Don't be so touchy Barbara, no is mocking you and it's not a case of 'i'm all right Jack'. Facts are facts so if a business isn't working what's the point of keeping it going ? Maybe Bergerac town council need to change their approach to local businesses ? The bypass was a great and much needed innovation but it came with risks like any other town or village with a bypass. The clever councils make provision for this by making the centre a more attractive proposition to invest in or take the chance to convert old shops into social housing' for example. My town, Saint Junien was bypassed a good ten years ago when it was on the main road from AngoulĂȘme to Limoges thus taking heavy traffic on a daily basis. Our council has worked hard and the town seems busier and more prosperous than ever ! The local airport has grown as has the communities around it. Why should Bergerac be any different ?

You are not mocking me.

But there are some remarks which show lack of respect and at

times childish banter.

My thoughts are not shallow but they are not governed by facts and figures.

I feel that unless we move away from some traditional methods improvements

can not be a town. country or world.

Nobody is mocking, I think we are simply discussing and one or two people have questioned the way you phrase things.

What Peter has just added is indeed to the point. Perhaps it is the department itself unintentionally killing Bergerac and the airport by building the bypass. That entire La Cavaille area near the bypass is still growing, as too the Creysse shopping and business centre on the opposite side of Bergerac, together killing the centre slowly. Between them they are making it quicker to get to Bordeaux as well.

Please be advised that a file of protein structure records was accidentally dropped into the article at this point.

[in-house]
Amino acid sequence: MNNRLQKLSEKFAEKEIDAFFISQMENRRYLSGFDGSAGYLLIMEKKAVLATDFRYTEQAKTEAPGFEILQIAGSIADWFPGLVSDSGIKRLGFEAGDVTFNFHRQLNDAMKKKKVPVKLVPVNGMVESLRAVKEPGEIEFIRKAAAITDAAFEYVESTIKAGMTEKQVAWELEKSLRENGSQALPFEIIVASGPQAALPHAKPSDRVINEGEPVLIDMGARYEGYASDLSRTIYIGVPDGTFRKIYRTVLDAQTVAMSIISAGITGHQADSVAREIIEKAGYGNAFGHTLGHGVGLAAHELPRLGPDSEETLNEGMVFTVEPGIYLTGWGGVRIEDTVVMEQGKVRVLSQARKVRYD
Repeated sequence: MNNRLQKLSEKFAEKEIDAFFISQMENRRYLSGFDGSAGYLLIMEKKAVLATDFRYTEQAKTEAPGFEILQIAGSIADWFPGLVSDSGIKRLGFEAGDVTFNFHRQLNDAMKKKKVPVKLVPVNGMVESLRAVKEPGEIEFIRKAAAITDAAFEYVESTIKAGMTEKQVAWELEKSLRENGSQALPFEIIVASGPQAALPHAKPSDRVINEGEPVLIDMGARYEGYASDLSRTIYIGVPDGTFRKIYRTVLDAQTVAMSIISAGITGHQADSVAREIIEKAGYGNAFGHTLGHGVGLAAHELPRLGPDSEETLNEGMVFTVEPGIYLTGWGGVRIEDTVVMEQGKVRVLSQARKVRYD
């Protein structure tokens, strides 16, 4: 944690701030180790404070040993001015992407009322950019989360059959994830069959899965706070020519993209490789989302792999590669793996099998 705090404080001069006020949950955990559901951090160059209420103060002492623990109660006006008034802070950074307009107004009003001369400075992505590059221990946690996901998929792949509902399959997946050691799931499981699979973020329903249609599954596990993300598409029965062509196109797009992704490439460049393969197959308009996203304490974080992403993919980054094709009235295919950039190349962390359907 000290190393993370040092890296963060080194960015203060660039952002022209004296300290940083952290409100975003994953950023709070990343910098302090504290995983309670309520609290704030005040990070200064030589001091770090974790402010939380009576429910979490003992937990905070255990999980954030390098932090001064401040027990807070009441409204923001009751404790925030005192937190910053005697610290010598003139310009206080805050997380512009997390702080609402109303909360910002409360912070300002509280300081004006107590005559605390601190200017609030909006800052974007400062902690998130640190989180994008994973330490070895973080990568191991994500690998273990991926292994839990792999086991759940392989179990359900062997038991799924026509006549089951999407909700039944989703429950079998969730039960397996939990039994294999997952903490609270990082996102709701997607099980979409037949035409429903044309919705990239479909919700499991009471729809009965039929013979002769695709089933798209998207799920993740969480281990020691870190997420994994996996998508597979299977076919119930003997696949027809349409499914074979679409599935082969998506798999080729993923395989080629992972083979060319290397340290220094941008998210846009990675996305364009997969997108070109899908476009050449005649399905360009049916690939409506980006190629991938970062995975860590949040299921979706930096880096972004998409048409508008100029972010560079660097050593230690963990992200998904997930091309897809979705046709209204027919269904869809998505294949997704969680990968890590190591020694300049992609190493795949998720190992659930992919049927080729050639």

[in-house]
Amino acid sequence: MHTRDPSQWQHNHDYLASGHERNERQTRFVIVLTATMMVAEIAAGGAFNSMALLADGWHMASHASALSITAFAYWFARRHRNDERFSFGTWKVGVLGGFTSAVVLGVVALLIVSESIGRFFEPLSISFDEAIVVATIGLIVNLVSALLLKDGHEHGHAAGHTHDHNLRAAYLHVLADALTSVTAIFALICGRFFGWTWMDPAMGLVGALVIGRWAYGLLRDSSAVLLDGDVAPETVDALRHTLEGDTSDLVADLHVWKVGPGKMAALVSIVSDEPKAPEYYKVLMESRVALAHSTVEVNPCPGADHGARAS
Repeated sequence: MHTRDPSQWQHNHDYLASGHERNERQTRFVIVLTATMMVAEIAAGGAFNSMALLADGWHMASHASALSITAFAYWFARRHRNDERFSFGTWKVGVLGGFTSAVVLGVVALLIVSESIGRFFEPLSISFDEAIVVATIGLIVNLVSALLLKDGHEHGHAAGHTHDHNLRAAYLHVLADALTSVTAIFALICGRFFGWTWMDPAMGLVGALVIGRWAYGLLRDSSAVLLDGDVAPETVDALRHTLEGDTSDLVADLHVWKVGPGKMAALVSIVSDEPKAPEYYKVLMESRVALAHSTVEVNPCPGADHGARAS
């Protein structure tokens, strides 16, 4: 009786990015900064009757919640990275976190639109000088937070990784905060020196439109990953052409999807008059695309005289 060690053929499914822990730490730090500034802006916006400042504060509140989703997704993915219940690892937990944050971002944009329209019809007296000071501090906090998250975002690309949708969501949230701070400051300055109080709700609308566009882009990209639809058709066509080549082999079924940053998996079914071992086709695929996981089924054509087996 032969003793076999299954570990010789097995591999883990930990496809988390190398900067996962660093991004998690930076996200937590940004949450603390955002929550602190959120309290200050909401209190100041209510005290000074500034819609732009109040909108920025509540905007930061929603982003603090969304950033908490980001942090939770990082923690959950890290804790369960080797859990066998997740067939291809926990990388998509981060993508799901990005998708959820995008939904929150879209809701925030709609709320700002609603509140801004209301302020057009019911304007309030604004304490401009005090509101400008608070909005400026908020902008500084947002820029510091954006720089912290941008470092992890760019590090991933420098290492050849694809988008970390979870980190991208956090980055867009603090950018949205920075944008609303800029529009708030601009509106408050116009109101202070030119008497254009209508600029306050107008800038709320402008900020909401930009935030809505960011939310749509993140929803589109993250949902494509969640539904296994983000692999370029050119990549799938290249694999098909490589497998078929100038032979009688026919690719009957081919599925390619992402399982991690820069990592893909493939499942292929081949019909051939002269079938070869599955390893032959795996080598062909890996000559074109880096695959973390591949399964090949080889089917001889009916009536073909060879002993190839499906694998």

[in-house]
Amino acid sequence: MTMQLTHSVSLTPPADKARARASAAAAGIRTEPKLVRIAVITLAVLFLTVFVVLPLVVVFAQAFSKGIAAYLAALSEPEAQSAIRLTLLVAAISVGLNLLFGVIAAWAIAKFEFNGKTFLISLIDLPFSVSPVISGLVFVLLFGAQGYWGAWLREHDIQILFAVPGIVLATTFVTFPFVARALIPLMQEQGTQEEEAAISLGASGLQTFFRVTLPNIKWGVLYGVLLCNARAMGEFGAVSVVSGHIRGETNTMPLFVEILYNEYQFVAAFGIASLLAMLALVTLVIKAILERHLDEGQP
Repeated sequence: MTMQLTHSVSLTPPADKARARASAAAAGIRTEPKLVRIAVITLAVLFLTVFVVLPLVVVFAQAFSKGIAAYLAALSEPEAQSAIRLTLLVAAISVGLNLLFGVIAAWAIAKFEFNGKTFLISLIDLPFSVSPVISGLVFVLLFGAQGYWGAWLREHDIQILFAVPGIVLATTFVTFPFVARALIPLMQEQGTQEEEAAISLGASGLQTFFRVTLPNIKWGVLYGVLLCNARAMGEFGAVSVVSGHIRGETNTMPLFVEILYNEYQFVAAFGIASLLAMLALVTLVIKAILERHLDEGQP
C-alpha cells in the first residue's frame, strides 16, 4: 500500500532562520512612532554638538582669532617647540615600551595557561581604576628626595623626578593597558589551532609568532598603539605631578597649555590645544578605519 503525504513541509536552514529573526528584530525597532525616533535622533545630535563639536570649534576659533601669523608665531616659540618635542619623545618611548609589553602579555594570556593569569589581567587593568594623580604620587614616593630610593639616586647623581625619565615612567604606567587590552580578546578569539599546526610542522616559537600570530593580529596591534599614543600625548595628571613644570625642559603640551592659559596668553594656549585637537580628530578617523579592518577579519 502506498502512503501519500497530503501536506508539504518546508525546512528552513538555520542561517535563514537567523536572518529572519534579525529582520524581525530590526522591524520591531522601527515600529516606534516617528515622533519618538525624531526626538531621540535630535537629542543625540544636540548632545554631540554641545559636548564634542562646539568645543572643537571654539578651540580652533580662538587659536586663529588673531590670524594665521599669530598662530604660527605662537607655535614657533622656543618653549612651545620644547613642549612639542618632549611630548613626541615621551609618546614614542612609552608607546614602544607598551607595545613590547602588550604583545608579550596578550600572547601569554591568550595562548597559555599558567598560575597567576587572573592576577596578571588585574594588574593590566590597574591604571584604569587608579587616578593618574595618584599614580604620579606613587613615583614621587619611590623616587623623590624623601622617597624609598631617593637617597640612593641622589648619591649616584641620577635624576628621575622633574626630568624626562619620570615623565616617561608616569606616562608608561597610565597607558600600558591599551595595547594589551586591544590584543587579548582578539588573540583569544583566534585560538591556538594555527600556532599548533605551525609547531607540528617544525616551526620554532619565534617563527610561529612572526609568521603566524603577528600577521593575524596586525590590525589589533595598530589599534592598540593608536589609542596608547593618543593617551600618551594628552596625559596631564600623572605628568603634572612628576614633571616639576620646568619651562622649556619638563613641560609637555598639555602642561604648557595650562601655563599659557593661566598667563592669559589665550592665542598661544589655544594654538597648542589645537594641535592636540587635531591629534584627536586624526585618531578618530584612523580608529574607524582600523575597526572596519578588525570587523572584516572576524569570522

Most of us would regret losing the airport but if that is what happens a discussion between a dozen or so of us here is, unfortunately, not going to stop that happening. Ironically, airlines have been greedy asking for the subsidies that keep them operating in regional airports and then making small profits on top. No doubt the accountants will put their oar in and see the profits, reduce the subsidy and then we can wave goodbye to the airlines. So, it is not what we like but what we must live with.

So, yes you raised an interesting question that is pertinent to a few of us and it has been looked at as closely as all of us who are not experts can do, there are ideas of course, disagreements of course but nobody is mocking anybody, least of all you.

I don't know Bergerac intimitely but having passed through or by the town on a regular basis over the past thirty years the town does seem to have become less 'prosperous' over that time. Maybe the 'new' bypass, so eagerly anticipated by the travellers like myself hoping to avoid the interminable queues on sub-standard roads was the death knell ? I know that since the opening of the Hypermarket on the bypass (Intermarché ?) the cafeteria has been a regular eating place for me. I've been there often on a sunday lunchtime and have always been amazed at just how many local families eat there which isn't doing much for local in-town restos !

I came to France because it is special ....but with blemishes.

We all seem to be managing to Survive France and survive in general so....either

we are exceptional creatures or things are not as bad as we paint them?

I have educated myself to look away from pessimism and to move on from facts

and in they are not the only solution.

Many of you will have different ideas and about life and most of you will

not agree with me.

" I am all right....Jack" seems to part of this picture.